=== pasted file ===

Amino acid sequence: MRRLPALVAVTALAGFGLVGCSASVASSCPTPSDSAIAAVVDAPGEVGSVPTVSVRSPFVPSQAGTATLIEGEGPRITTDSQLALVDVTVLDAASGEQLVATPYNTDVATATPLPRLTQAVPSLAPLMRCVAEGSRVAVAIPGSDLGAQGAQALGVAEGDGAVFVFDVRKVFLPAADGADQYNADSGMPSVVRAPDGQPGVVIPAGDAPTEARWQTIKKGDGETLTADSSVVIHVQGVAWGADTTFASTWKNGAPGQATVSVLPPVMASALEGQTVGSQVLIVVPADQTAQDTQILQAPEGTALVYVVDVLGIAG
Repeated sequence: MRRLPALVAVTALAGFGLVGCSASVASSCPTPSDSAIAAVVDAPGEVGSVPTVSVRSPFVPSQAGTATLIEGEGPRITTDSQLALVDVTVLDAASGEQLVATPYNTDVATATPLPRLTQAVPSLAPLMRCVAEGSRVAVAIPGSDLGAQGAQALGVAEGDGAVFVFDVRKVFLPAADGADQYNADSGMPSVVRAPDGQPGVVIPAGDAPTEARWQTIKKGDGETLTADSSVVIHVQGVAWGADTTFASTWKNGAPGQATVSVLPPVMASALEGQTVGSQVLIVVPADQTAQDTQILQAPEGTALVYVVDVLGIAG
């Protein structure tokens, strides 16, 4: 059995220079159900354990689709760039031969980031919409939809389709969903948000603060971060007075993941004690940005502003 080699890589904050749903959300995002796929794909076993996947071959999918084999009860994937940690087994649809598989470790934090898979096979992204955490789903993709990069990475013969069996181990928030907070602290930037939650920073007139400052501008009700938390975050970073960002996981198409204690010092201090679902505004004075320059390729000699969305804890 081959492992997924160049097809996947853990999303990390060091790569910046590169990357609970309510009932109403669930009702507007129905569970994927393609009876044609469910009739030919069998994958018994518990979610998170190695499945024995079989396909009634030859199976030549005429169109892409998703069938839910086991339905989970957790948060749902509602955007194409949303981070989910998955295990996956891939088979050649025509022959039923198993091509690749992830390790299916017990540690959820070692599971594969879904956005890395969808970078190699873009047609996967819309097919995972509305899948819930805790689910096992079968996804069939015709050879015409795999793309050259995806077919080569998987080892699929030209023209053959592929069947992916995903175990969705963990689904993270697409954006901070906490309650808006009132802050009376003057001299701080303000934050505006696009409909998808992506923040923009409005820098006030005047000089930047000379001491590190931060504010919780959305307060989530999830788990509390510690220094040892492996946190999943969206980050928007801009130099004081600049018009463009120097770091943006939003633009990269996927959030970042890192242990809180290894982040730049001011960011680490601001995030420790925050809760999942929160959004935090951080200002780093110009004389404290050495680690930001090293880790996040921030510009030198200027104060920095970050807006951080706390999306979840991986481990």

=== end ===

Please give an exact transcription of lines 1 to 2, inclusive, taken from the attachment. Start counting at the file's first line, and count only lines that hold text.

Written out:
Amino acid sequence: MRRLPALVAVTALAGFGLVGCSASVASSCPTPSDSAIAAVVDAPGEVGSVPTVSVRSPFVPSQAGTATLIEGEGPRITTDSQLALVDVTVLDAASGEQLVATPYNTDVATATPLPRLTQAVPSLAPLMRCVAEGSRVAVAIPGSDLGAQGAQALGVAEGDGAVFVFDVRKVFLPAADGADQYNADSGMPSVVRAPDGQPGVVIPAGDAPTEARWQTIKKGDGETLTADSSVVIHVQGVAWGADTTFASTWKNGAPGQATVSVLPPVMASALEGQTVGSQVLIVVPADQTAQDTQILQAPEGTALVYVVDVLGIAG
Repeated sequence: MRRLPALVAVTALAGFGLVGCSASVASSCPTPSDSAIAAVVDAPGEVGSVPTVSVRSPFVPSQAGTATLIEGEGPRITTDSQLALVDVTVLDAASGEQLVATPYNTDVATATPLPRLTQAVPSLAPLMRCVAEGSRVAVAIPGSDLGAQGAQALGVAEGDGAVFVFDVRKVFLPAADGADQYNADSGMPSVVRAPDGQPGVVIPAGDAPTEARWQTIKKGDGETLTADSSVVIHVQGVAWGADTTFASTWKNGAPGQATVSVLPPVMASALEGQTVGSQVLIVVPADQTAQDTQILQAPEGTALVYVVDVLGIAG